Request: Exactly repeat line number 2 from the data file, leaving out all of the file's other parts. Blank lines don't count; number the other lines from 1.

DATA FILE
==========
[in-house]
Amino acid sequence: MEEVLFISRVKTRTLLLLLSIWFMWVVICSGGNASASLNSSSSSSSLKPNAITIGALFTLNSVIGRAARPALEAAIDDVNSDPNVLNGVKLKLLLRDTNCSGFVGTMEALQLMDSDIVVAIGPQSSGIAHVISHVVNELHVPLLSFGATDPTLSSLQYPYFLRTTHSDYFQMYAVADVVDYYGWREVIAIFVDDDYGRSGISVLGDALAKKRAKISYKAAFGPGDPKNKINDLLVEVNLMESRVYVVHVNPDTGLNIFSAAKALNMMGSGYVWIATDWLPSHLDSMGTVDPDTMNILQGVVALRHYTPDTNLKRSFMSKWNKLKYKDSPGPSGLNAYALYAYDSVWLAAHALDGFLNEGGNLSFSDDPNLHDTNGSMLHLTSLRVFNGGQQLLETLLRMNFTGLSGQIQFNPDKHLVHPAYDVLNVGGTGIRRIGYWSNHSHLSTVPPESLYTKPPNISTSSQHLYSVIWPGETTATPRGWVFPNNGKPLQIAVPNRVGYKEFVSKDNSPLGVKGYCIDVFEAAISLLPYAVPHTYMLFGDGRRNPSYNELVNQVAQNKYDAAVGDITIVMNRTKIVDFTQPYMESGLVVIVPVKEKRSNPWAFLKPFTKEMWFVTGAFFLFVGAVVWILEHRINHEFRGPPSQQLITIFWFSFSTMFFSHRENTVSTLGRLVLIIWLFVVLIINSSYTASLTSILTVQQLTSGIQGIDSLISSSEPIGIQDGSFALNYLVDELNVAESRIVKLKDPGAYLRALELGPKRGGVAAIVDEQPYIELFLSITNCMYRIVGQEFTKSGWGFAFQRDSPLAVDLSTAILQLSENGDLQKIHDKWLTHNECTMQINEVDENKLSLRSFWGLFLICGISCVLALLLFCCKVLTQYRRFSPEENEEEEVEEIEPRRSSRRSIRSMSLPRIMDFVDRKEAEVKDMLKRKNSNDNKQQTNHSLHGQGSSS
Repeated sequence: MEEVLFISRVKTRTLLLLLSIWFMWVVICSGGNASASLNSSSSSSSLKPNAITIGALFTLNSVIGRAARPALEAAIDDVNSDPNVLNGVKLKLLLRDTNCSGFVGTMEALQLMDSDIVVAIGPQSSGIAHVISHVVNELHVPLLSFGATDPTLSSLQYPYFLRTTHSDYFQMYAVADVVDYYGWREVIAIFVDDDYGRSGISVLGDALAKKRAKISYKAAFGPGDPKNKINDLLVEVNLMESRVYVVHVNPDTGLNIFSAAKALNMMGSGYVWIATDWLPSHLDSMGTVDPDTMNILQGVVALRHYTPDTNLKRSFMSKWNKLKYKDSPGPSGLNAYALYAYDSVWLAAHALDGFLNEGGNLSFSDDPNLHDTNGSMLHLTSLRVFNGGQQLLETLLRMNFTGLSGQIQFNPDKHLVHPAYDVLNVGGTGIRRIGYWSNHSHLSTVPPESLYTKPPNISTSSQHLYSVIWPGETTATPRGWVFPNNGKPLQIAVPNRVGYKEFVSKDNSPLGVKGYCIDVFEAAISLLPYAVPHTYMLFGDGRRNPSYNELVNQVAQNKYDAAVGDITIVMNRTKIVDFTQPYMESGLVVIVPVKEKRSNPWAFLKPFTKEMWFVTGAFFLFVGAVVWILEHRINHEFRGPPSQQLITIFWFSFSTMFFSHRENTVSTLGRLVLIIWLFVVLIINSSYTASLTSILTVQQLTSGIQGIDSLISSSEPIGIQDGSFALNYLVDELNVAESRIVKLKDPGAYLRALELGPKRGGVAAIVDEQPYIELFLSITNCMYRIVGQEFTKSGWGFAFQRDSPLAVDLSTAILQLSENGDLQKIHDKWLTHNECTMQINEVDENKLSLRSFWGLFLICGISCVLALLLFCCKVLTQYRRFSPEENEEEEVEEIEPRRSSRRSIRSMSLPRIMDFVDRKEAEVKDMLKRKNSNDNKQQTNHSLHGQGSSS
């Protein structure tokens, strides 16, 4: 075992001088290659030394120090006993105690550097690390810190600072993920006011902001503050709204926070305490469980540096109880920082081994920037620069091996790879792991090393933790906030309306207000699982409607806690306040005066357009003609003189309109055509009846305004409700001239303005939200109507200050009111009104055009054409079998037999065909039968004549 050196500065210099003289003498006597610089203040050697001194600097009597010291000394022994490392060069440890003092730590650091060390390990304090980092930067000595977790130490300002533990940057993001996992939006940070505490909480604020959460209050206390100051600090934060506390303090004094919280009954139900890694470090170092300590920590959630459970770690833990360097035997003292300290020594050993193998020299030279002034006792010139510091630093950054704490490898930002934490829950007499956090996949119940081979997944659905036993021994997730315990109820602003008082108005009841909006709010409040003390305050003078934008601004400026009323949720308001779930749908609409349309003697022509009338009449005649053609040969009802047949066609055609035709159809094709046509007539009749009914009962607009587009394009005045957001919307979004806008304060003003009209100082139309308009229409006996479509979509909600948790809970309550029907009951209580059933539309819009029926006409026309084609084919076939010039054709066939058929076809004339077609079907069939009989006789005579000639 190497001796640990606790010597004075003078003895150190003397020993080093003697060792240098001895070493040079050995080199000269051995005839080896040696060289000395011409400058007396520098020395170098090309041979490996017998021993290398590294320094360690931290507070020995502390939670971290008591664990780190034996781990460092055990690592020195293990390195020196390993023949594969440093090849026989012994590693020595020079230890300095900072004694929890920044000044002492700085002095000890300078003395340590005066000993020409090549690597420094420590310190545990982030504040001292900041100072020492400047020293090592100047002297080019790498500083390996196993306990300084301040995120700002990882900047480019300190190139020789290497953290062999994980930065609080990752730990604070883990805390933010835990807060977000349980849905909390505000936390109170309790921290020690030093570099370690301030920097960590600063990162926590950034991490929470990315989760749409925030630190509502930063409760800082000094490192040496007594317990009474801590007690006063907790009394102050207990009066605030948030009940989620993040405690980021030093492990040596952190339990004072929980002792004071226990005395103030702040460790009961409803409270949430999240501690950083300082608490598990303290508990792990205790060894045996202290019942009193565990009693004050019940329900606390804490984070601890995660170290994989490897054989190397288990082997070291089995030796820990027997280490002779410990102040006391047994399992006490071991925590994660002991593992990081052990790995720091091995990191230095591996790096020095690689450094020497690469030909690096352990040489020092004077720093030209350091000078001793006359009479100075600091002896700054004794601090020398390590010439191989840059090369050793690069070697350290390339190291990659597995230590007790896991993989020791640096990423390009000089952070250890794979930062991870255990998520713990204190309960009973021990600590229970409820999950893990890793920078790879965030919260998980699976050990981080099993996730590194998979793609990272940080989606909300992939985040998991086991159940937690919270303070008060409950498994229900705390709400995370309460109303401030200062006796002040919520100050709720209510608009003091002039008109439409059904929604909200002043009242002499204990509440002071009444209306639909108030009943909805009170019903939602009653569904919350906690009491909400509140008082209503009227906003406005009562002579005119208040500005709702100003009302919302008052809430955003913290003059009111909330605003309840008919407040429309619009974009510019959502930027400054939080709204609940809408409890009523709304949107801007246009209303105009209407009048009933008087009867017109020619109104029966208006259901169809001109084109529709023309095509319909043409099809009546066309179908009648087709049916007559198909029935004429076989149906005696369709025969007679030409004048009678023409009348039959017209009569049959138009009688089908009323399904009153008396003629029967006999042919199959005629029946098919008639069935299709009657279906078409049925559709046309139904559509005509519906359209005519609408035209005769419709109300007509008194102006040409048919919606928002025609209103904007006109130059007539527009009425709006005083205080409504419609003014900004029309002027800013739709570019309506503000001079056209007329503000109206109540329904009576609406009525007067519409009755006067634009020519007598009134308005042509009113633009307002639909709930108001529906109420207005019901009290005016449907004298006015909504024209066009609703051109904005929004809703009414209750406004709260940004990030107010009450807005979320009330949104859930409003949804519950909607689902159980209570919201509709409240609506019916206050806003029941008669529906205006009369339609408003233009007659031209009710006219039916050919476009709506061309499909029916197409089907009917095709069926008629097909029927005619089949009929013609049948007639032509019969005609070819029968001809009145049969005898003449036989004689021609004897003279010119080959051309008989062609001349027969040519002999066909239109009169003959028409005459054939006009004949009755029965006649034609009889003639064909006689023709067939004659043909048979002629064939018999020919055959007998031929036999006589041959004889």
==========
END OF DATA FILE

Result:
Amino acid sequence: MEEVLFISRVKTRTLLLLLSIWFMWVVICSGGNASASLNSSSSSSSLKPNAITIGALFTLNSVIGRAARPALEAAIDDVNSDPNVLNGVKLKLLLRDTNCSGFVGTMEALQLMDSDIVVAIGPQSSGIAHVISHVVNELHVPLLSFGATDPTLSSLQYPYFLRTTHSDYFQMYAVADVVDYYGWREVIAIFVDDDYGRSGISVLGDALAKKRAKISYKAAFGPGDPKNKINDLLVEVNLMESRVYVVHVNPDTGLNIFSAAKALNMMGSGYVWIATDWLPSHLDSMGTVDPDTMNILQGVVALRHYTPDTNLKRSFMSKWNKLKYKDSPGPSGLNAYALYAYDSVWLAAHALDGFLNEGGNLSFSDDPNLHDTNGSMLHLTSLRVFNGGQQLLETLLRMNFTGLSGQIQFNPDKHLVHPAYDVLNVGGTGIRRIGYWSNHSHLSTVPPESLYTKPPNISTSSQHLYSVIWPGETTATPRGWVFPNNGKPLQIAVPNRVGYKEFVSKDNSPLGVKGYCIDVFEAAISLLPYAVPHTYMLFGDGRRNPSYNELVNQVAQNKYDAAVGDITIVMNRTKIVDFTQPYMESGLVVIVPVKEKRSNPWAFLKPFTKEMWFVTGAFFLFVGAVVWILEHRINHEFRGPPSQQLITIFWFSFSTMFFSHRENTVSTLGRLVLIIWLFVVLIINSSYTASLTSILTVQQLTSGIQGIDSLISSSEPIGIQDGSFALNYLVDELNVAESRIVKLKDPGAYLRALELGPKRGGVAAIVDEQPYIELFLSITNCMYRIVGQEFTKSGWGFAFQRDSPLAVDLSTAILQLSENGDLQKIHDKWLTHNECTMQINEVDENKLSLRSFWGLFLICGISCVLALLLFCCKVLTQYRRFSPEENEEEEVEEIEPRRSSRRSIRSMSLPRIMDFVDRKEAEVKDMLKRKNSNDNKQQTNHSLHGQGSSS